Aberaeron to Llanrhystud

The gentlest stretch of the Ceredigion Coast Path lies along the top of soft cliffs on the coastal flats between Aberaeron and Aberarth. From Aberarth, the path climbs to reveal great views north towards Aberystwyth and Snowdonia. 

Aberarth is now a quiet hamlet, but was once the centre of a busy coastal shipbuilding industry, which took place on the beach. A natural haven, Aberarth was the site where the monks of Strata Florida imported the honey coloured Bath stone from Bristol. The ever industrious monks also built fish traps or ‘goredi’ to catch salmon, sprats and mullet when the tide went out. You can still see the stone remains at low tide.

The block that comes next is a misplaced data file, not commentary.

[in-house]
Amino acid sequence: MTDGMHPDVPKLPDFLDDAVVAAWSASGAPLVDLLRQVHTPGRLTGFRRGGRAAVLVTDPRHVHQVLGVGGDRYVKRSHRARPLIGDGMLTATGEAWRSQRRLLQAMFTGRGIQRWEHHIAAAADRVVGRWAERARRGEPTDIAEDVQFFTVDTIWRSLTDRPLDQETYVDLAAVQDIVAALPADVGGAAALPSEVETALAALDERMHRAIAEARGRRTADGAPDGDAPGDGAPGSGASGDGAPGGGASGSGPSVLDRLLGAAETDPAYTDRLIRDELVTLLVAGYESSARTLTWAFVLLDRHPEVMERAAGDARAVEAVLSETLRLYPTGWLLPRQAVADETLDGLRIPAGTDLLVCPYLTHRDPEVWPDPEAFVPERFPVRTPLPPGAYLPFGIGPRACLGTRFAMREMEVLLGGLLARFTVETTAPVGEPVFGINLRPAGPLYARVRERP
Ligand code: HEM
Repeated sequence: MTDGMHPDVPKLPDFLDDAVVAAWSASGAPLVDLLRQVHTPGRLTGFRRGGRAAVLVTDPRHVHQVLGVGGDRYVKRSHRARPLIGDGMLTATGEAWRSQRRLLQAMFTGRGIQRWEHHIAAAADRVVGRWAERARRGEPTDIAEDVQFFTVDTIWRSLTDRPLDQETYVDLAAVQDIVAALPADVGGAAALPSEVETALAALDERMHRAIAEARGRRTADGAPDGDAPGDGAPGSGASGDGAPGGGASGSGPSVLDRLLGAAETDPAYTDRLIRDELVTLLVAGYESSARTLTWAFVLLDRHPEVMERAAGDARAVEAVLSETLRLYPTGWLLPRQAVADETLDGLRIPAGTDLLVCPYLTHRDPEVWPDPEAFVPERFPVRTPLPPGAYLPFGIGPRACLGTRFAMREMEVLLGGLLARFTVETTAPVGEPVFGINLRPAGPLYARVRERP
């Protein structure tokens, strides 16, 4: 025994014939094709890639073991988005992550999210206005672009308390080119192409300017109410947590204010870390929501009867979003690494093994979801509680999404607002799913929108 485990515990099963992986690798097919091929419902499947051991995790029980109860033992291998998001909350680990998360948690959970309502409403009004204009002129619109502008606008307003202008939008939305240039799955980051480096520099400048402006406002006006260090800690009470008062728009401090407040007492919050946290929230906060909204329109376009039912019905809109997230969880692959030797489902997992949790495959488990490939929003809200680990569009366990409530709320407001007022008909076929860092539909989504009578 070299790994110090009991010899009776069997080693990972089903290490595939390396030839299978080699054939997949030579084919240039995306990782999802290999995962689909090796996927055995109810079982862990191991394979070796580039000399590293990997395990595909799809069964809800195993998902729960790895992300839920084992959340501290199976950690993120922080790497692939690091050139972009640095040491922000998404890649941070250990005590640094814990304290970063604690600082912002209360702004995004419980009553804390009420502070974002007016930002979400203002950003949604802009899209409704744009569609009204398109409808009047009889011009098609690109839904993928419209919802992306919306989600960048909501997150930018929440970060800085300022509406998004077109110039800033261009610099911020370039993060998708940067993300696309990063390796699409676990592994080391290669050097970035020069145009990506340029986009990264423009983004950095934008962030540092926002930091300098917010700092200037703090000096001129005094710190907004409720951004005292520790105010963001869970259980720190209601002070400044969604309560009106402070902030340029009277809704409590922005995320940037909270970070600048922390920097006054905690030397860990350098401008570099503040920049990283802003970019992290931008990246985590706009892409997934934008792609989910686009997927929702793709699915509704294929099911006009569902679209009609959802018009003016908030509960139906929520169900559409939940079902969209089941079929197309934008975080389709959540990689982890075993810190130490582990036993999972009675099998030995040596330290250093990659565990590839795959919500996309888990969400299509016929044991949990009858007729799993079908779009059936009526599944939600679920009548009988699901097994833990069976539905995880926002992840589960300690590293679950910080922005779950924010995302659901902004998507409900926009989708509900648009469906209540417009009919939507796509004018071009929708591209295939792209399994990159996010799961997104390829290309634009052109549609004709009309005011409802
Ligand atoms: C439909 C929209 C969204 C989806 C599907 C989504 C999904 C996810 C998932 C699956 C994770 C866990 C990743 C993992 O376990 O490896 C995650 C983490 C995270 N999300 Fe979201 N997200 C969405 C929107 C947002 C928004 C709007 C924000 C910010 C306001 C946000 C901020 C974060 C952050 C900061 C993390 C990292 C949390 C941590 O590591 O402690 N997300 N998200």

From Aberarth, the Ceredigion coast path climbs over Graig Ddu ("black rock") for great views towards Aberystwyth and Snowdonia.  The coastal flats at Llanon still retain the distinctive strip pattern of medieval fields - you can wend your way between these 'slangs' to visit the village centre.

Visit Llannon Llansanffraid church, dedicated to two female saints: Non, the mother of St David, and St Bridget, the female patron saint of Ireland. 

Along the foreshore between Llanon and Llanrhystud are the remains Craig-las limekilns and related buildings. This once industrious site is unusual in having six distinct kilns where the limestone and culm would have been burnt in preparation for being transported inland for farmers to use on their land to balance the soil's natural acidity. The site has interesting lime -loving plants.